Kvistaberg Observatory

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Kvistaberg Observatory
Kvistabergs observatorium.jpg
Organization Department of Physics and Astronomy at Uppsala University
Observatory code 049 Edit this on Wikidata
Location Bro, Sweden
Coordinates 59°30′06″N 17°36′24″E / 59.5016667°N 17.6066667°E / 59.5016667; 17.6066667Coordinates: 59°30′06″N 17°36′24″E / 59.5016667°N 17.6066667°E / 59.5016667; 17.6066667
Website www.astro.uu.se/history/Kvistaberg.html Edit this at Wikidata
Kvistaberg Observatory is located in Sweden
Kvistaberg Observatory
Location of Kvistaberg Observatory
Commons page Related media on Wikimedia Commons

The Kvistaberg Station or Kvistaberg Observatory (Swedish: Kvistabergs observatorium; obs. code: 049) was a Swedish astronomical observatory and a station of the Uppsala Astronomical Observatory, which both belong to the Department of Physics and Astronomy at Uppsala University. It is located between the Swedish cities of Uppsala and Stockholm, at almost equal distance. Since 2009, the domes and telescopes of the Kvistaberg Observatory are part of a museum.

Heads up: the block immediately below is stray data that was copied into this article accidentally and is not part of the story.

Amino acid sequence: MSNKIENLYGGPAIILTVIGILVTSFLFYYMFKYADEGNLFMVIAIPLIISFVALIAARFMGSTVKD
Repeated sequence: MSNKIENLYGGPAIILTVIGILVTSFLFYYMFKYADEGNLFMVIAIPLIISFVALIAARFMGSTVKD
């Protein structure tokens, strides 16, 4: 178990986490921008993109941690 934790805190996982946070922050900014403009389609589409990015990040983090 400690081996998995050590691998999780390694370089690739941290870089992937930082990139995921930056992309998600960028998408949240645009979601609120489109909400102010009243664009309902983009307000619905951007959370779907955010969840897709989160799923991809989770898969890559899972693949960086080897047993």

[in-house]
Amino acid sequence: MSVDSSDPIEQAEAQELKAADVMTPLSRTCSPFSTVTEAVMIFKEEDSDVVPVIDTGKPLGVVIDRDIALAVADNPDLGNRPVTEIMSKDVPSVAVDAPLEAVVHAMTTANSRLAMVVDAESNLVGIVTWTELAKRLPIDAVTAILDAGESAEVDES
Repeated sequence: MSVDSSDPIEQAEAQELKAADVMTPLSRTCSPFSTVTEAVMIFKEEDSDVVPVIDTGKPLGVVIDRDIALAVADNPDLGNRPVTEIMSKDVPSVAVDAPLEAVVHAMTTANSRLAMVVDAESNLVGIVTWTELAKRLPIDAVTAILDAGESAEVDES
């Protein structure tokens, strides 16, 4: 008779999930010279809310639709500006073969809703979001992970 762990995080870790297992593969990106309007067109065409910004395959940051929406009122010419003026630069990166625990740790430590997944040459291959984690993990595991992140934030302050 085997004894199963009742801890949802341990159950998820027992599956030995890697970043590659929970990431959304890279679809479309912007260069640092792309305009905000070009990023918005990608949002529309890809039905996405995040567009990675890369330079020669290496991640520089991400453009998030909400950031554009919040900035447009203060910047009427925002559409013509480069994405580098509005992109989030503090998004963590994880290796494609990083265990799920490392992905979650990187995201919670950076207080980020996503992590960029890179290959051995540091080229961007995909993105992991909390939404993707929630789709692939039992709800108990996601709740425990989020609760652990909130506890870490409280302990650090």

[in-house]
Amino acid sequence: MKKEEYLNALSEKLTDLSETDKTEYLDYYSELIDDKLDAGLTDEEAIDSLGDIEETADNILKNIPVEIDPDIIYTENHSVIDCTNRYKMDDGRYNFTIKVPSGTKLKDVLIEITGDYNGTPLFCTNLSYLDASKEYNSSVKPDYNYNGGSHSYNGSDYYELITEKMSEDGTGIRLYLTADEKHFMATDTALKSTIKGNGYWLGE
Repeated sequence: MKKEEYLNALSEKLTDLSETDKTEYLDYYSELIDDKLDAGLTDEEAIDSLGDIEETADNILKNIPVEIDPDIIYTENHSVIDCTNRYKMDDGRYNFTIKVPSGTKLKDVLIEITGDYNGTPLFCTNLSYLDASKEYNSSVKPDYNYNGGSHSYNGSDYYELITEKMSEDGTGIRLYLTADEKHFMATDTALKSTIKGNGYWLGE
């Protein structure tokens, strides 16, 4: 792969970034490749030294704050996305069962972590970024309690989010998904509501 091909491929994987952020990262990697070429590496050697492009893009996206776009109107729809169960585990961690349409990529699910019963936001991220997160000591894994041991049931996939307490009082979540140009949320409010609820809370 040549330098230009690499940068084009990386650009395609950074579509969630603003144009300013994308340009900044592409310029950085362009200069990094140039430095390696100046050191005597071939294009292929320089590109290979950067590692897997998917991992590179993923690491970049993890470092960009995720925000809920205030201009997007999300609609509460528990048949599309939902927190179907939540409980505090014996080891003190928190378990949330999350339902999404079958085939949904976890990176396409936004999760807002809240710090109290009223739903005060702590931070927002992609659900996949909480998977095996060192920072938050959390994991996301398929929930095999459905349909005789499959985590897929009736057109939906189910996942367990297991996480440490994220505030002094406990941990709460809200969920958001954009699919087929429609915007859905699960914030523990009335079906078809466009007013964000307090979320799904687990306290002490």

History[edit]

The observatory was the result of a donation in 1944 from Nils Tamm, an artist who had studied astronomy in his youth under Nils Christoffer Dunér and Östen Bergstrand in Uppsala and remained an avid amateur astronomer throughout his life.

Through the work of professor Åke Wallenquist and professor Gunnar Malmquist at the observatory in Uppsala, the new observatory was fitted out with a large Schmidt telescope (100/135/300cm) in 1963. Wallenquist became the first director of the observatory (1948–1970) and was succeeded by Tarmo Oja (1970–1999) and later Claes-Ingvar Lagerkvist (1999–2007). The asteroid 3331 Kvistaberg, was named for the astronomical observatory, where hundreds of minor planets had been discovered with the Schmidt telescope between 1975 and 2005.[1][2]

Around 2004, Uppsala University decided to discontinue active research at the observatory. The property was sold to the municipality of Upplands-Bro, where Kvistaberg is situated. The domes and telescopes are now part of a museum, which was inaugurated in 2009.

Gallery[edit]

See also[edit]

References[edit]

  1. ^ "3331 Kvistaberg (1979 QS)". Minor Planet Center. Retrieved 20 March 2018. 
  2. ^ "MPC/MPO/MPS Archive". Minor Planet Center. Retrieved 20 March 2018. 

External links[edit]